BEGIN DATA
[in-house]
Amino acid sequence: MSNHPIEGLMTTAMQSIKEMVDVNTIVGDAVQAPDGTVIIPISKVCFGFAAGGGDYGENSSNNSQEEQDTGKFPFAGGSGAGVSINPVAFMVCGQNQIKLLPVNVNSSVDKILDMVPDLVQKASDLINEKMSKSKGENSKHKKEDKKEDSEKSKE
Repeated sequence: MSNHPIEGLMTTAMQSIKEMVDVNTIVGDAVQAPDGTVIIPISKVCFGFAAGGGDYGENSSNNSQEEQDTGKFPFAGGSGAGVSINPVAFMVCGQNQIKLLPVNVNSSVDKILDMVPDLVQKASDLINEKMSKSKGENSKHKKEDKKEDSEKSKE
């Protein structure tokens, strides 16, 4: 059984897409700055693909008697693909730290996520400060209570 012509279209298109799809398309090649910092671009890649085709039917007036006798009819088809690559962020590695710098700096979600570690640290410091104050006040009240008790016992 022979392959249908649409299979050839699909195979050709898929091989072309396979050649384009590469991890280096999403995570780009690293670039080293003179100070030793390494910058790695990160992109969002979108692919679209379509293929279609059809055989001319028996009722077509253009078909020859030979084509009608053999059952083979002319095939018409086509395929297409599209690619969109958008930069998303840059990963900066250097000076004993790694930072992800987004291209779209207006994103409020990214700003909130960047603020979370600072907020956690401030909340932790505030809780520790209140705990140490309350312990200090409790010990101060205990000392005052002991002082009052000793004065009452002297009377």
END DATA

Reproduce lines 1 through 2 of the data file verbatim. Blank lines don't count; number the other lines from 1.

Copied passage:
[in-house]
Amino acid sequence: MSNHPIEGLMTTAMQSIKEMVDVNTIVGDAVQAPDGTVIIPISKVCFGFAAGGGDYGENSSNNSQEEQDTGKFPFAGGSGAGVSINPVAFMVCGQNQIKLLPVNVNSSVDKILDMVPDLVQKASDLINEKMSKSKGENSKHKKEDKKEDSEKSKE